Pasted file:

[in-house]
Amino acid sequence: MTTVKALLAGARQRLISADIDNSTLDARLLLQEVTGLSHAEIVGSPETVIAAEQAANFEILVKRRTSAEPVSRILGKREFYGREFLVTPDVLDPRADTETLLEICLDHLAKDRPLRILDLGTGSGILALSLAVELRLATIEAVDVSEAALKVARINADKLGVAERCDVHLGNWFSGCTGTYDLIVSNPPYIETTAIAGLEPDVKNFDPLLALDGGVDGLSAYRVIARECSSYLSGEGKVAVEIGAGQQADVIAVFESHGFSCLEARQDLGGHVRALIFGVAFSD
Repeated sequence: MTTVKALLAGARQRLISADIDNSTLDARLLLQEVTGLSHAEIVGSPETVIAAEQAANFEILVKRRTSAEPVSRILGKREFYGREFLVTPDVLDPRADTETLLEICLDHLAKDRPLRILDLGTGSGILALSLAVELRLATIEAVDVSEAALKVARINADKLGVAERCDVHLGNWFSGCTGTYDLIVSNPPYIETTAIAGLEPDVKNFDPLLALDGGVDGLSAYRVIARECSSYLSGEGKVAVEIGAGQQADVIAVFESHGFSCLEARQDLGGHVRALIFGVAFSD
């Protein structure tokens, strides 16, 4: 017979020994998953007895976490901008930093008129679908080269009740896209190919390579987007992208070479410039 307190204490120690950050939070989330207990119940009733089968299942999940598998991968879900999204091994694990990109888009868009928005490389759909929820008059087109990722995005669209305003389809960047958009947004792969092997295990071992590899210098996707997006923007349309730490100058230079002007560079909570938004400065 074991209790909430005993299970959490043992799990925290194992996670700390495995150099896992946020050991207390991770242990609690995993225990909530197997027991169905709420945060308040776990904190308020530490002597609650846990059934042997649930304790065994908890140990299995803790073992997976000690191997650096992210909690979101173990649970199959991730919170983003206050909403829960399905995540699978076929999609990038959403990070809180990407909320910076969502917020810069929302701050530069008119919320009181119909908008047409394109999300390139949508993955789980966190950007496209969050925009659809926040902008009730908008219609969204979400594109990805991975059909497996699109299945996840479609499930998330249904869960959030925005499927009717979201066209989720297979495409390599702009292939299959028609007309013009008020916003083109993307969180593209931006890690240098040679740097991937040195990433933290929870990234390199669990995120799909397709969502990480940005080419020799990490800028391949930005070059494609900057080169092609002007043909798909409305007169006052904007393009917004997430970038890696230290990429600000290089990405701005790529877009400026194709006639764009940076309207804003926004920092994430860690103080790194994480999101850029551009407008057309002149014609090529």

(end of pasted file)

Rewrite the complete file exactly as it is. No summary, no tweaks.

[in-house]
Amino acid sequence: MTTVKALLAGARQRLISADIDNSTLDARLLLQEVTGLSHAEIVGSPETVIAAEQAANFEILVKRRTSAEPVSRILGKREFYGREFLVTPDVLDPRADTETLLEICLDHLAKDRPLRILDLGTGSGILALSLAVELRLATIEAVDVSEAALKVARINADKLGVAERCDVHLGNWFSGCTGTYDLIVSNPPYIETTAIAGLEPDVKNFDPLLALDGGVDGLSAYRVIARECSSYLSGEGKVAVEIGAGQQADVIAVFESHGFSCLEARQDLGGHVRALIFGVAFSD
Repeated sequence: MTTVKALLAGARQRLISADIDNSTLDARLLLQEVTGLSHAEIVGSPETVIAAEQAANFEILVKRRTSAEPVSRILGKREFYGREFLVTPDVLDPRADTETLLEICLDHLAKDRPLRILDLGTGSGILALSLAVELRLATIEAVDVSEAALKVARINADKLGVAERCDVHLGNWFSGCTGTYDLIVSNPPYIETTAIAGLEPDVKNFDPLLALDGGVDGLSAYRVIARECSSYLSGEGKVAVEIGAGQQADVIAVFESHGFSCLEARQDLGGHVRALIFGVAFSD
């Protein structure tokens, strides 16, 4: 017979020994998953007895976490901008930093008129679908080269009740896209190919390579987007992208070479410039 307190204490120690950050939070989330207990119940009733089968299942999940598998991968879900999204091994694990990109888009868009928005490389759909929820008059087109990722995005669209305003389809960047958009947004792969092997295990071992590899210098996707997006923007349309730490100058230079002007560079909570938004400065 074991209790909430005993299970959490043992799990925290194992996670700390495995150099896992946020050991207390991770242990609690995993225990909530197997027991169905709420945060308040776990904190308020530490002597609650846990059934042997649930304790065994908890140990299995803790073992997976000690191997650096992210909690979101173990649970199959991730919170983003206050909403829960399905995540699978076929999609990038959403990070809180990407909320910076969502917020810069929302701050530069008119919320009181119909908008047409394109999300390139949508993955789980966190950007496209969050925009659809926040902008009730908008219609969204979400594109990805991975059909497996699109299945996840479609499930998330249904869960959030925005499927009717979201066209989720297979495409390599702009292939299959028609007309013009008020916003083109993307969180593209931006890690240098040679740097991937040195990433933290929870990234390199669990995120799909397709969502990480940005080419020799990490800028391949930005070059494609900057080169092609002007043909798909409305007169006052904007393009917004997430970038890696230290990429600000290089990405701005790529877009400026194709006639764009940076309207804003926004920092994430860690103080790194994480999101850029551009407008057309002149014609090529």